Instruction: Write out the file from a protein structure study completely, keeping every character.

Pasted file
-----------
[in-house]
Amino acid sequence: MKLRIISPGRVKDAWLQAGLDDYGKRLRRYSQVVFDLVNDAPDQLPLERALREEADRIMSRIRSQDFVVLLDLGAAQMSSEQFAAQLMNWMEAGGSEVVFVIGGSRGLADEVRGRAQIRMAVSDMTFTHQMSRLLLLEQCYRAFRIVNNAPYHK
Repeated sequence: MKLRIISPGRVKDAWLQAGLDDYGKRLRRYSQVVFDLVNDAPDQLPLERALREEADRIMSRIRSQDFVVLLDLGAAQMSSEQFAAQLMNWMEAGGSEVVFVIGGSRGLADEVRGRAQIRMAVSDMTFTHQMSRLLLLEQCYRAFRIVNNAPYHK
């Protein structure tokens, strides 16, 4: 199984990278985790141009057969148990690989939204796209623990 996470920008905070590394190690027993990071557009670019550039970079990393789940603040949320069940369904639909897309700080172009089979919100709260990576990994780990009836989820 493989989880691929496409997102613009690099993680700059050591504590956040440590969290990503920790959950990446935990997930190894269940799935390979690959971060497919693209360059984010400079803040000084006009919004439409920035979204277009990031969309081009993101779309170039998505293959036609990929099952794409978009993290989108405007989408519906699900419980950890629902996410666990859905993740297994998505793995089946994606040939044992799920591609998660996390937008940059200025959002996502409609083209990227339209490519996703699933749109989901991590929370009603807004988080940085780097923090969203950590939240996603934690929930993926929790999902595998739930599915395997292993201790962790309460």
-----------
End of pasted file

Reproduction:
[in-house]
Amino acid sequence: MKLRIISPGRVKDAWLQAGLDDYGKRLRRYSQVVFDLVNDAPDQLPLERALREEADRIMSRIRSQDFVVLLDLGAAQMSSEQFAAQLMNWMEAGGSEVVFVIGGSRGLADEVRGRAQIRMAVSDMTFTHQMSRLLLLEQCYRAFRIVNNAPYHK
Repeated sequence: MKLRIISPGRVKDAWLQAGLDDYGKRLRRYSQVVFDLVNDAPDQLPLERALREEADRIMSRIRSQDFVVLLDLGAAQMSSEQFAAQLMNWMEAGGSEVVFVIGGSRGLADEVRGRAQIRMAVSDMTFTHQMSRLLLLEQCYRAFRIVNNAPYHK
């Protein structure tokens, strides 16, 4: 199984990278985790141009057969148990690989939204796209623990 996470920008905070590394190690027993990071557009670019550039970079990393789940603040949320069940369904639909897309700080172009089979919100709260990576990994780990009836989820 493989989880691929496409997102613009690099993680700059050591504590956040440590969290990503920790959950990446935990997930190894269940799935390979690959971060497919693209360059984010400079803040000084006009919004439409920035979204277009990031969309081009993101779309170039998505293959036609990929099952794409978009993290989108405007989408519906699900419980950890629902996410666990859905993740297994998505793995089946994606040939044992799920591609998660996390937008940059200025959002996502409609083209990227339209490519996703699933749109989901991590929370009603807004988080940085780097923090969203950590939240996603934690929930993926929790999902595998739930599915395997292993201790962790309460």